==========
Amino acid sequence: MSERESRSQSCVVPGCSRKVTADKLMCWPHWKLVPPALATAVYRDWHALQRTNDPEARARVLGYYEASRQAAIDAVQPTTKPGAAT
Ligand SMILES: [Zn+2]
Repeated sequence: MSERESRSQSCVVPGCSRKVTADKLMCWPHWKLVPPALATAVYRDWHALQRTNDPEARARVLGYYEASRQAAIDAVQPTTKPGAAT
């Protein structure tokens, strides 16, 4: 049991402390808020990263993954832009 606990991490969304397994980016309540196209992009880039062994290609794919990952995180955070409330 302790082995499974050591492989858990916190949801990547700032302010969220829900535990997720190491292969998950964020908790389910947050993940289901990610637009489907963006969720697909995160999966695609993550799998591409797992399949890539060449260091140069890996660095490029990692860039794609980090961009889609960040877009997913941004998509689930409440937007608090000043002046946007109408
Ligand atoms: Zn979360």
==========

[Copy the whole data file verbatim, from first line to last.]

Amino acid sequence: MSERESRSQSCVVPGCSRKVTADKLMCWPHWKLVPPALATAVYRDWHALQRTNDPEARARVLGYYEASRQAAIDAVQPTTKPGAAT
Ligand SMILES: [Zn+2]
Repeated sequence: MSERESRSQSCVVPGCSRKVTADKLMCWPHWKLVPPALATAVYRDWHALQRTNDPEARARVLGYYEASRQAAIDAVQPTTKPGAAT
């Protein structure tokens, strides 16, 4: 049991402390808020990263993954832009 606990991490969304397994980016309540196209992009880039062994290609794919990952995180955070409330 302790082995499974050591492989858990916190949801990547700032302010969220829900535990997720190491292969998950964020908790389910947050993940289901990610637009489907963006969720697909995160999966695609993550799998591409797992399949890539060449260091140069890996660095490029990692860039794609980090961009889609960040877009997913941004998509689930409440937007608090000043002046946007109408
Ligand atoms: Zn979360």